The presence of a deep-reaching ocean circulation system off Iceland that could significantly influence the ocean”s response to climate change in previously unforeseen ways has been confirmed by an international team of researchers, including physical oceanographers from the Woods Hole Oceanographic Institution (WHOI).
The current, called the North Icelandic Jet (NIJ), has contributed to a key component of the Atlantic Meridional Overturning Circulation (AMOC), also known as the “great ocean conveyor belt”, which is critically important for regulating Earth’s climate.
As part of the planet’s reciprocal relationship between ocean circulation and climate, this conveyor belt transports warm surface water to high latitudes where the water warms the air, then cools, sinks, and returns towards the equator as a deep flow.
Crucial to this warm-to-cold oceanographic choreography is the Denmark Strait Overflow Water (DSOW), the largest of the deep, overflow plumes that feed the lower limb of the conveyor belt and return the dense water south through gaps in the Greenland-Scotland Ridge.
For years it has been thought that the primary source of the Denmark Overflow is a current adjacent to Greenland known as the East Greenland Current.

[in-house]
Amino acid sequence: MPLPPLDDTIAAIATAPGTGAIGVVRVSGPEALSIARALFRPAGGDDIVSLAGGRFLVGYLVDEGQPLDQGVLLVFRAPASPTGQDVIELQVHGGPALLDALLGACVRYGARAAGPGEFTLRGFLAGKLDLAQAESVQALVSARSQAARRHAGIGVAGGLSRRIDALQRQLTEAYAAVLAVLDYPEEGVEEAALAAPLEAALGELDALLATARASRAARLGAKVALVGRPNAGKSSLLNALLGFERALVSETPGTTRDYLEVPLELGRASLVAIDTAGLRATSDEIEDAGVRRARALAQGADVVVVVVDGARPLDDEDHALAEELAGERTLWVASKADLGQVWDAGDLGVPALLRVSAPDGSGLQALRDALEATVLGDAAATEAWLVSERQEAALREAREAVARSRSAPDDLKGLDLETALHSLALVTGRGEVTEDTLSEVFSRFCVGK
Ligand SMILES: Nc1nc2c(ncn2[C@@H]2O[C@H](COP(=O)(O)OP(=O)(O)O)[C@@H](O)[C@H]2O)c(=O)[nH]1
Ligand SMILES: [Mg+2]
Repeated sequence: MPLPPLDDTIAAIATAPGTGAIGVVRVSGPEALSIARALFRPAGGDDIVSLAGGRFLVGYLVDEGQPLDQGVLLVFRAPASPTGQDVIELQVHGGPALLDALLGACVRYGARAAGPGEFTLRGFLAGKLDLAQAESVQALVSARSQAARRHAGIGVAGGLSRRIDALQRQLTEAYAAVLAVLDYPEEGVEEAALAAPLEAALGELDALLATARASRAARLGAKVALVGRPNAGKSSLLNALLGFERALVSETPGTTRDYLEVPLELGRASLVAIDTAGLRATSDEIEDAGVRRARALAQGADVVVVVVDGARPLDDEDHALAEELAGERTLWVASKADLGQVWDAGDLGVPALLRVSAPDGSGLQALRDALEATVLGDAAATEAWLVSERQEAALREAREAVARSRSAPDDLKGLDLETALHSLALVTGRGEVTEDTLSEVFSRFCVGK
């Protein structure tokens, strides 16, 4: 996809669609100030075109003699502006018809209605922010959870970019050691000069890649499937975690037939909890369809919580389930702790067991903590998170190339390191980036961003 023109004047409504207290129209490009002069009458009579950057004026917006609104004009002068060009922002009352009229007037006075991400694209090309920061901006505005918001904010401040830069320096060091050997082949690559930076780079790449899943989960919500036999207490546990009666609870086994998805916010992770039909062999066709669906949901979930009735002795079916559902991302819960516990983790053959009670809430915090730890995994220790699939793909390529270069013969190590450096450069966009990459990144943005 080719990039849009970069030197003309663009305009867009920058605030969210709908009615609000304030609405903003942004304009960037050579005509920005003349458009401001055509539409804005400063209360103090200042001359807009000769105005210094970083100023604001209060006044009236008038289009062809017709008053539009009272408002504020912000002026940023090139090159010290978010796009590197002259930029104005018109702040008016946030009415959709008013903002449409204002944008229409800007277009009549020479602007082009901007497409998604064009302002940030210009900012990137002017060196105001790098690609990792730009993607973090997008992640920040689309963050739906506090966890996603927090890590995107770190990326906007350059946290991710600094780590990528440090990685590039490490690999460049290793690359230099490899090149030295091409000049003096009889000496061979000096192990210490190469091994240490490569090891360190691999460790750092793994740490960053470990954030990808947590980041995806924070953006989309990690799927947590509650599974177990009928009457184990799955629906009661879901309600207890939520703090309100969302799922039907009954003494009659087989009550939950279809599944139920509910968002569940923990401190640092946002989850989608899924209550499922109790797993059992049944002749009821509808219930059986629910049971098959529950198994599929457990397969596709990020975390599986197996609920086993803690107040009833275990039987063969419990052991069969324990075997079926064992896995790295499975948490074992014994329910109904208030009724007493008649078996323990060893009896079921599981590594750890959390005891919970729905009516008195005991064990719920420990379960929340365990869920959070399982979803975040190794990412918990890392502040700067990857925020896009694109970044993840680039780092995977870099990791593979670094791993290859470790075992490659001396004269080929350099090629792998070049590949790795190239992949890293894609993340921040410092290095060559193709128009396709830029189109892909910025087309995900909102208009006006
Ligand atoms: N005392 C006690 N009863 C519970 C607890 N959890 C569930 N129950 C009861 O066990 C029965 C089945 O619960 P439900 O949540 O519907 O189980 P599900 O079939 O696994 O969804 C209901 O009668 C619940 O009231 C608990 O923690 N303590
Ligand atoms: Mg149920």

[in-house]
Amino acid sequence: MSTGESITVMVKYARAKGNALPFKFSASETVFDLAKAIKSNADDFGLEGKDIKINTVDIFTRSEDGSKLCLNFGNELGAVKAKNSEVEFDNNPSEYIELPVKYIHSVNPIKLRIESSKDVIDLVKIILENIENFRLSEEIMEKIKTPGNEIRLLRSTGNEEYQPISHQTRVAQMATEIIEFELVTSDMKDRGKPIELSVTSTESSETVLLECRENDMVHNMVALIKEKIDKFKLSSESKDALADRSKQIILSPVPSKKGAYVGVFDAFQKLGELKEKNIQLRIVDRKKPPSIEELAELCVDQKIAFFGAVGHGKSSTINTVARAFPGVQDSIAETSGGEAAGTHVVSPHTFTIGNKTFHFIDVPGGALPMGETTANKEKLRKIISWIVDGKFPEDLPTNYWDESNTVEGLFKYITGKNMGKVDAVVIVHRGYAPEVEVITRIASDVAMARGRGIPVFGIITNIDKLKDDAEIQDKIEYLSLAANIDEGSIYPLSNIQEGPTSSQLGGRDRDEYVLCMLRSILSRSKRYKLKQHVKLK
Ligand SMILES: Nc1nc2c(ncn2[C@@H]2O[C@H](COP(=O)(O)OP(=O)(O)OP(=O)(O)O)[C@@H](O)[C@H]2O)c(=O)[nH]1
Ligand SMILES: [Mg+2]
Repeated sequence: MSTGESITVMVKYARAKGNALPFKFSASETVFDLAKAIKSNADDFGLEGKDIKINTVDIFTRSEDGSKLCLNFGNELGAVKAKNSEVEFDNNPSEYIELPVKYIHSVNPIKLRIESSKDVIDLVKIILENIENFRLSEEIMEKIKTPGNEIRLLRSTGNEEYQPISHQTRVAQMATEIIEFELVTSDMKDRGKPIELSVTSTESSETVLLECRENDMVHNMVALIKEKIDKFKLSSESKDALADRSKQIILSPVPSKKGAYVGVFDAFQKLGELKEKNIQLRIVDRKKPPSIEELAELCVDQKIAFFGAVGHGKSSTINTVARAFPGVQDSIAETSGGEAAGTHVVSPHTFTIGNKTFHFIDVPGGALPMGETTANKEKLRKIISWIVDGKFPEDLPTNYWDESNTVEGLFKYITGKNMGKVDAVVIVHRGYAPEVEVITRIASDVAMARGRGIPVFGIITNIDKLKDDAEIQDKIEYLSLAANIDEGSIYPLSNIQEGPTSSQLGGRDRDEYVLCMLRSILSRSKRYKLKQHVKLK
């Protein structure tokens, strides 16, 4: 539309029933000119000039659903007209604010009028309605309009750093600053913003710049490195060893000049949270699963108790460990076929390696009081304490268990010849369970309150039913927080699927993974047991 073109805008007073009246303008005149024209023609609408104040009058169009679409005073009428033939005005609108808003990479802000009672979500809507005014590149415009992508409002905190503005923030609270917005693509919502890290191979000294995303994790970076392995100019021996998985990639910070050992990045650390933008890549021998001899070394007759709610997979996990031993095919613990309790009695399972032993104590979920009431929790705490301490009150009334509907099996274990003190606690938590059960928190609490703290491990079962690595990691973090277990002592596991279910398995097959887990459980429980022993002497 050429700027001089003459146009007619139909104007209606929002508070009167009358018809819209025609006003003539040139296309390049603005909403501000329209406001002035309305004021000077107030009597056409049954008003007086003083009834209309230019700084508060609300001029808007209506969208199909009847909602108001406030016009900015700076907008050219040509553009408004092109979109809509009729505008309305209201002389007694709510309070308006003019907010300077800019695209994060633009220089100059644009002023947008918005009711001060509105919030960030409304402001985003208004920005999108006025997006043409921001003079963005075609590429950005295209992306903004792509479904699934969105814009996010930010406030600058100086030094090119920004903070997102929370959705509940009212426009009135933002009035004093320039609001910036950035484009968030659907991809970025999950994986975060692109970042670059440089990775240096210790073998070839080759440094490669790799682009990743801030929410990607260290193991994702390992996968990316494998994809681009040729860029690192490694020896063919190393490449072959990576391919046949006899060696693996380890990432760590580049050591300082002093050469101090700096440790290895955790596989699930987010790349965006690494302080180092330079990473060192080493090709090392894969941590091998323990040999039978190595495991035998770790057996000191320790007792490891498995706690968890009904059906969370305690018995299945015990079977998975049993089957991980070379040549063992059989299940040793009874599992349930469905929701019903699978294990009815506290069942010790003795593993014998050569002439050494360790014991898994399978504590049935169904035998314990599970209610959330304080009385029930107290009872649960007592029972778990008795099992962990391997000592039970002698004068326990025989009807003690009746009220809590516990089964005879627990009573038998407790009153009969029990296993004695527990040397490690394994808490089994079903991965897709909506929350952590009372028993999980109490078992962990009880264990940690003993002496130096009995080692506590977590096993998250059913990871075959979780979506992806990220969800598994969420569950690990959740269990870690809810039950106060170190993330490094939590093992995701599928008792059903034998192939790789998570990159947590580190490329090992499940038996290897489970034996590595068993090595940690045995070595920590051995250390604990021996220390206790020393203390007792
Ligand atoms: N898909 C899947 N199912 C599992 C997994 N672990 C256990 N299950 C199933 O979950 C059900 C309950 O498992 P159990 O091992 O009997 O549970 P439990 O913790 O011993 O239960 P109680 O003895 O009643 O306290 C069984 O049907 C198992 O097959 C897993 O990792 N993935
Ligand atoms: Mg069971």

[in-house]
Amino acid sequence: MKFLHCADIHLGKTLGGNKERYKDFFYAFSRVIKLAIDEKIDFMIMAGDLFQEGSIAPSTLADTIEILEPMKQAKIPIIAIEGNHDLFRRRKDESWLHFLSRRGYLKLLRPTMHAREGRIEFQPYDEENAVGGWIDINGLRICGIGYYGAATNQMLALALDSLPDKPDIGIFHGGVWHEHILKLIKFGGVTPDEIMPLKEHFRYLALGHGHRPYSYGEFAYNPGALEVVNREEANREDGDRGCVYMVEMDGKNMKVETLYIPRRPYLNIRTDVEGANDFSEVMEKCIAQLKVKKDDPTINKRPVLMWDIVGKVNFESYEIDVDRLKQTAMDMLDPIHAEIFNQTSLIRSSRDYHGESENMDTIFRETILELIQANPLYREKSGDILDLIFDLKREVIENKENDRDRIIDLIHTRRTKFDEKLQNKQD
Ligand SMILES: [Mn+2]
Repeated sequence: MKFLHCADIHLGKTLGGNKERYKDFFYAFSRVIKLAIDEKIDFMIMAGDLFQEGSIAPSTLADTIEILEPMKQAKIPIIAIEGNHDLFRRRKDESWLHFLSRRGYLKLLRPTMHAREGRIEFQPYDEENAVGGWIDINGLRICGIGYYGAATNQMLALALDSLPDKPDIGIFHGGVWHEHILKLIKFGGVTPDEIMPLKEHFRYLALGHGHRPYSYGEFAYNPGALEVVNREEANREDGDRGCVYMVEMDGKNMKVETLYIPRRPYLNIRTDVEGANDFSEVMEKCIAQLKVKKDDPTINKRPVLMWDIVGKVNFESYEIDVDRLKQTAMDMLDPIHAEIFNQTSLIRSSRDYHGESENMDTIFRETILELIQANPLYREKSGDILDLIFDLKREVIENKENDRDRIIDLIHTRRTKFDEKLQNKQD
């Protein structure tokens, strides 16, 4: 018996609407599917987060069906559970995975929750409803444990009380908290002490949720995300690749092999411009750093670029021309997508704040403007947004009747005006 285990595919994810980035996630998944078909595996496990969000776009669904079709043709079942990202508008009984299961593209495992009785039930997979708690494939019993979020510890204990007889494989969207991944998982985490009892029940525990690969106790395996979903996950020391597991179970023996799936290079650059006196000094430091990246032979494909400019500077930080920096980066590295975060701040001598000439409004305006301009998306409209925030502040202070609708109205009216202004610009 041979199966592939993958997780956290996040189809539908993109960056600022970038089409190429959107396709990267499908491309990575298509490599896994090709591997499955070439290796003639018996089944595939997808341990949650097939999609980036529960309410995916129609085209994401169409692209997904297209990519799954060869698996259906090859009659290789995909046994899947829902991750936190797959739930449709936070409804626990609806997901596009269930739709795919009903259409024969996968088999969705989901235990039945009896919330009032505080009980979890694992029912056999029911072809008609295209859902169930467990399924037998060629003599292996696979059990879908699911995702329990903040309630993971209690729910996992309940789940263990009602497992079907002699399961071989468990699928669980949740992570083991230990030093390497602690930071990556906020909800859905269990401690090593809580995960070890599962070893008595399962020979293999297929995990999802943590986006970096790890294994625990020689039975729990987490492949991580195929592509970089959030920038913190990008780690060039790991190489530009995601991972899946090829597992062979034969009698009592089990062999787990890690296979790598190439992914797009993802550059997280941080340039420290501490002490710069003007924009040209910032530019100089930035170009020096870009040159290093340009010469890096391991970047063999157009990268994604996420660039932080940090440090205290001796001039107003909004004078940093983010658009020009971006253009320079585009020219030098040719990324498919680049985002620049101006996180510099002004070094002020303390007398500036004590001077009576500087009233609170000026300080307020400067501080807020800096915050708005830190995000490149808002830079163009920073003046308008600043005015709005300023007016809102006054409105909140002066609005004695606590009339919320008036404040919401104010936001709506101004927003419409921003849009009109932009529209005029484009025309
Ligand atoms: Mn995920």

However, this view was recently called into question by two oceanographers from Iceland who discovered a deep current flowing southward along the continental slope of Iceland.
They named the current the North Icelandic Jet and hypothesized that it formed a significant part of the overflow water.
Now, the team of researchers—including the two Icelanders who discovered it—has confirmed that the Icelandic Jet is not only a major contributor to the DSOW but “is the primary source of the densest overflow water”.
“In our paper we present the first comprehensive measurements of the NIJ,” said Robert S. Pickart of WHOI, one of the authors of the study.
“Our data demonstrate that the NIJ indeed carries overflow water into Denmark Strait and is distinct from the East Greenland Current.
“We show that the NIJ constitutes approximately half of the total overflow transport and nearly all of the densest component,” added Pickart.
The study has been detailed in the online issue of the journal Nature Geoscience.